Nitza Villapol is a household name for anyone who lived in Cuba in the latter half of the 20th century. Before establishing herself as a culinary icon of the island, Nitza Villapol was born and raised in New York City. She was born in 1923 to Cuban parents. When she turned 11, she and her family moved to Havana, Cuba, where Villapol would learn to cook and make a name for herself. Like most people, Villapol learned to cook by watching her mother prepare meals. Villapol’s mother was efficient in the kitchen, cooking at a fast pace, and not spending more time preparing a meal than she needed to. At 25 years old, Villapol “read about the launch of Cuba’s first television station in the local newspaper” and “wrote the owner proposing he hire her to develop a cooking show” (Fleites-Lear, 2012). As a nod to her mother’s fast cooking pace, she named her show Cocina al Minuto. First airing on December 23, 1948, Cocina al Minuto would go on to air for over 40 years, with no other Cuban cooking show rivaling its success.
At the beginning of her career, Villapol had many competitors. Television and radio technology was developing quickly in Cuba with “radio and television stations and networks that were the envy of Latin America” (“Television in Cuba”, 2022). In 1958, just one year before Fidel Castro officially took power, “Cuba was the second country in the world (after the United States) to begin color broadcasting” (“Television in Cuba”, 2022). However, as the Cuban Revolution came to an end in 1959, the new government began the process of nationalizing public services. This task included forming a national television network that aimed to ensure its broadcasts aligned with its purpose of building a socialist and progressive Cuba. The network included news programming, current affairs, sports, and entertainment, including cooking shows like Cocina al Minuto. This process cut down the number of programs and regulated the content being produced. Before 1959, it was not uncommon for Cocina al Minuto to advertise “cooking wares and food products of big and small capitalist Cuban and U.S. companies” or to showcase dishes with lengthy ingredient lists and English words (Fleites-Lear, 2012). Things abruptly changed under the new television network. Nitza Villapol became a spokesperson for “revolutionary” cooking while maintaining a politically neutral image in the eyes of the Cuban people.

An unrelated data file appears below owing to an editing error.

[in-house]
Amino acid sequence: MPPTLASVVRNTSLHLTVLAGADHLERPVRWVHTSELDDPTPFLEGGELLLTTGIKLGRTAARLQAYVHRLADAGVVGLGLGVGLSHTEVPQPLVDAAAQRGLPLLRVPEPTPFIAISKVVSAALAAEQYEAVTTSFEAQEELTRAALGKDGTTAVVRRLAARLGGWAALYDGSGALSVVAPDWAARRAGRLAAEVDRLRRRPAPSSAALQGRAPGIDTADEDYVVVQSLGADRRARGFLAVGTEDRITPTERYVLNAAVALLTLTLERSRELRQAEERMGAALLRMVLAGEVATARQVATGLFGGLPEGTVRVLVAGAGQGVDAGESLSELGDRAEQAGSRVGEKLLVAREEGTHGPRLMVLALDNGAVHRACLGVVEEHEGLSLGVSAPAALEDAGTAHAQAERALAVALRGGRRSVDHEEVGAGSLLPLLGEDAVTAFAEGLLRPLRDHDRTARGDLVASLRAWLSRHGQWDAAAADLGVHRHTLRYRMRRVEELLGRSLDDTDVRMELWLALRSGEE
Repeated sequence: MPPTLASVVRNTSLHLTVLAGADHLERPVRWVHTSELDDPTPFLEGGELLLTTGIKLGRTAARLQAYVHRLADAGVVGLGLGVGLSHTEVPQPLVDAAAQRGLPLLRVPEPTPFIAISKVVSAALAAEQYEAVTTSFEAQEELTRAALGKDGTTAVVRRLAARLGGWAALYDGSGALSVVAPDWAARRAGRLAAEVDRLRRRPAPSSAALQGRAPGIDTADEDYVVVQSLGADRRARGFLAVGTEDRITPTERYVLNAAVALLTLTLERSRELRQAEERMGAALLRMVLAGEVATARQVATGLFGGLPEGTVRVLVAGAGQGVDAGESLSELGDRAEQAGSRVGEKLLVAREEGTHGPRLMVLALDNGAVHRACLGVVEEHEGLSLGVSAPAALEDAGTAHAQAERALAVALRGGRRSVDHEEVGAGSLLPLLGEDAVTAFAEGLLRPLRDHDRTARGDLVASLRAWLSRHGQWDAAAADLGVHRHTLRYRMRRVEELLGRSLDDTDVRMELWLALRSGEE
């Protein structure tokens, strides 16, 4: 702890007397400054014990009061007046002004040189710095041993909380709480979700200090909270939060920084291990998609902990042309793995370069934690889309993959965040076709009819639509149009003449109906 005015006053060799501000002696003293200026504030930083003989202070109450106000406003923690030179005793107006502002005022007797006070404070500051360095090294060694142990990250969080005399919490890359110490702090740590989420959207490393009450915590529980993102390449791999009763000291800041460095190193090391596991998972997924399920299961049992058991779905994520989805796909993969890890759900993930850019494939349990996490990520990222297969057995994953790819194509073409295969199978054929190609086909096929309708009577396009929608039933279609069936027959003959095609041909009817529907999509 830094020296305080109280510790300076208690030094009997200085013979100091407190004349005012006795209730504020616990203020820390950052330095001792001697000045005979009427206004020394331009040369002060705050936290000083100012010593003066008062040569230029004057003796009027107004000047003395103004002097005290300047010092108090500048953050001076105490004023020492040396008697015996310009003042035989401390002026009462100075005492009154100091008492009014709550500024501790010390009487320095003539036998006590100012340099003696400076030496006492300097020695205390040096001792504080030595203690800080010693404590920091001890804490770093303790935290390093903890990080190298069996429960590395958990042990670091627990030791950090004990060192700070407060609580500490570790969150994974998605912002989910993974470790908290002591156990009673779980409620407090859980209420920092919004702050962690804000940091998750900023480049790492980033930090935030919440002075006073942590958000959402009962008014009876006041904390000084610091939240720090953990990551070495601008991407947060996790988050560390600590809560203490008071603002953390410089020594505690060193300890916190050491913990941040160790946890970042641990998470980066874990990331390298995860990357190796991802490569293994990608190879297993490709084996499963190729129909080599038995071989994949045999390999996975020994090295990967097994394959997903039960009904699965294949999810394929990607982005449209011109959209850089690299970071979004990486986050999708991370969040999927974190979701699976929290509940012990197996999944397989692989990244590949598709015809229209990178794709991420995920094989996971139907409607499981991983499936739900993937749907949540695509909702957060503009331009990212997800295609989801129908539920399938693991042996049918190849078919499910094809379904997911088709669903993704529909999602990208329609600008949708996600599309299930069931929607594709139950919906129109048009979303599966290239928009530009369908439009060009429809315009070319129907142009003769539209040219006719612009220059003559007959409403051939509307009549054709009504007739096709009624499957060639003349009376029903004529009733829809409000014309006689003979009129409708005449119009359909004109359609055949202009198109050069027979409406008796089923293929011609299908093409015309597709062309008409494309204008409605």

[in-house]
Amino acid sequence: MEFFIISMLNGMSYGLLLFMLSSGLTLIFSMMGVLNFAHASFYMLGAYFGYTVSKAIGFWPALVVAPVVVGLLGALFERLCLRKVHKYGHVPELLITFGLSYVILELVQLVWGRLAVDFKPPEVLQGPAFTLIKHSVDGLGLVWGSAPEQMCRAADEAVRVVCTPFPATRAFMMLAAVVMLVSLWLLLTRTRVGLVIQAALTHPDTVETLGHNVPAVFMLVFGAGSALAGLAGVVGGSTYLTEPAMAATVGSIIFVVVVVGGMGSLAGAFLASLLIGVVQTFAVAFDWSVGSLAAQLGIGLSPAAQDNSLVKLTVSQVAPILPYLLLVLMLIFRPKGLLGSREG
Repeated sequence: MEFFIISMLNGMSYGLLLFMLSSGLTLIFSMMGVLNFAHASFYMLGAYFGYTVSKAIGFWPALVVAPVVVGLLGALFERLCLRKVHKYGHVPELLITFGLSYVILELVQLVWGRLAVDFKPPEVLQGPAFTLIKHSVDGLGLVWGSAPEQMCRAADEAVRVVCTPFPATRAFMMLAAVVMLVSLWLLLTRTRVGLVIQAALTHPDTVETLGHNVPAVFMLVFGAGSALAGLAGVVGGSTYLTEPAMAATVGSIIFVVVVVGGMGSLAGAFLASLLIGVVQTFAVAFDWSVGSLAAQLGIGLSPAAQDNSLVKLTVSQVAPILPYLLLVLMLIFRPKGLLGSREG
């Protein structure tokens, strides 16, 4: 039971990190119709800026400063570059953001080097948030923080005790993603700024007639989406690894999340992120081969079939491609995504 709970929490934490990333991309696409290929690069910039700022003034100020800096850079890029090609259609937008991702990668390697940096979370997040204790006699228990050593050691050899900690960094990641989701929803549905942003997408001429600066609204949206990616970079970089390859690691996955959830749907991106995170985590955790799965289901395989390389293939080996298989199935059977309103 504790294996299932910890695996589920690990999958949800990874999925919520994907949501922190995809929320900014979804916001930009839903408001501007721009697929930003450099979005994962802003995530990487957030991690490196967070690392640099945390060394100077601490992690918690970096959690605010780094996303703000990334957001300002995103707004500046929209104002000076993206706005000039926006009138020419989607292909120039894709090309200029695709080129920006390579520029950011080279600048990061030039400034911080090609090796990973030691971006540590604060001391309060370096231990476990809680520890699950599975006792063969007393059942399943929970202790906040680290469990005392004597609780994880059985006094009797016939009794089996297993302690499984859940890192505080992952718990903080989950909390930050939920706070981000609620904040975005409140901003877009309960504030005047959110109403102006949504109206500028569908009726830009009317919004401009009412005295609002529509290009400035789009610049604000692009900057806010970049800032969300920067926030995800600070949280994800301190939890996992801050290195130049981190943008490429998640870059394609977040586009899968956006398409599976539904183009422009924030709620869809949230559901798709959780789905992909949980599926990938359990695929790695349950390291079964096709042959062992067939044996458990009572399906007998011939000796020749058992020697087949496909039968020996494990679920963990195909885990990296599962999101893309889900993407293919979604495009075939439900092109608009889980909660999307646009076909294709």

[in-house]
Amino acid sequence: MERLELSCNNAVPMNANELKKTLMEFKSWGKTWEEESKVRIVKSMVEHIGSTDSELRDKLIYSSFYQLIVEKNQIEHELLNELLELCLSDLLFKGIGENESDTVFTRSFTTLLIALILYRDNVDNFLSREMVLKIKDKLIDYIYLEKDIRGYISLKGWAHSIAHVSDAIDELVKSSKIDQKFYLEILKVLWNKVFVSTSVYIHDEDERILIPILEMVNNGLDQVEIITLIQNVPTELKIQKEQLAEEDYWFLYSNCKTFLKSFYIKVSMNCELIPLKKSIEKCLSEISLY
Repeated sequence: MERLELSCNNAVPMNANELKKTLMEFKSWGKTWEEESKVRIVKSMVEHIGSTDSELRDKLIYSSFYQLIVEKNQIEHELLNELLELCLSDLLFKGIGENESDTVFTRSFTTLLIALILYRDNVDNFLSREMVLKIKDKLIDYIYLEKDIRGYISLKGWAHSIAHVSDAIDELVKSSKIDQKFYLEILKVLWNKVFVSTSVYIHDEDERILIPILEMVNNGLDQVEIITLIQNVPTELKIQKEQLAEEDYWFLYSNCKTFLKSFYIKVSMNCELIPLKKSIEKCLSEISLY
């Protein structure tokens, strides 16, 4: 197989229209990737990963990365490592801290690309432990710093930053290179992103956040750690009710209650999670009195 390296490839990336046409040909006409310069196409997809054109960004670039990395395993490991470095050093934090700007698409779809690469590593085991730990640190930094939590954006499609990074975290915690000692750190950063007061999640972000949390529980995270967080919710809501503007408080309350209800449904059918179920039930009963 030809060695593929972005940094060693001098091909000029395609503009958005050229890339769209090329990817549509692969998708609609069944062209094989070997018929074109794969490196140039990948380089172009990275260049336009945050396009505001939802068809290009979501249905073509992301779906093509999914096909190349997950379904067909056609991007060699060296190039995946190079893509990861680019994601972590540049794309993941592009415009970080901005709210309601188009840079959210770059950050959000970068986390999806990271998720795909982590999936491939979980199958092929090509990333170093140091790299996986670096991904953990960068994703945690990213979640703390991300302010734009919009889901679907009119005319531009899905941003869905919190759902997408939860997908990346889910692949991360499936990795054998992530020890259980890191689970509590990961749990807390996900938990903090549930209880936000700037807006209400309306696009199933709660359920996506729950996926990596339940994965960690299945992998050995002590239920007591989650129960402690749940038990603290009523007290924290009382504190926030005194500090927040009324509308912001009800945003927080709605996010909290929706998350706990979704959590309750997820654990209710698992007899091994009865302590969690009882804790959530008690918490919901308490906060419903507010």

Women in Cuba were mobilized to actively participate in the revolution, on the promise that socialism would foster a new era of gender equality. While it brought on the expansion of Cuban women into the workforce, they were not relieved of their domestic responsibilities. On the contrary, they were encouraged to be revolutionaries in the kitchen. One of the main themes of Cocina al Minuto was that one could cook well with few ingredients. A central task of the revolution, emphasized by the nation’s leader and delegated to women, was to “feed the people” (Fleites-Lear, 2012). Feeding a family was not an easy feat. Amidst shortages, caused by the U.S. embargo and the decline in productivity brought on by the expropriation of food production, the Cuban diet rapidly shifted to one that would later be, insensitively, described as resourceful and innovative (Severson, 2016).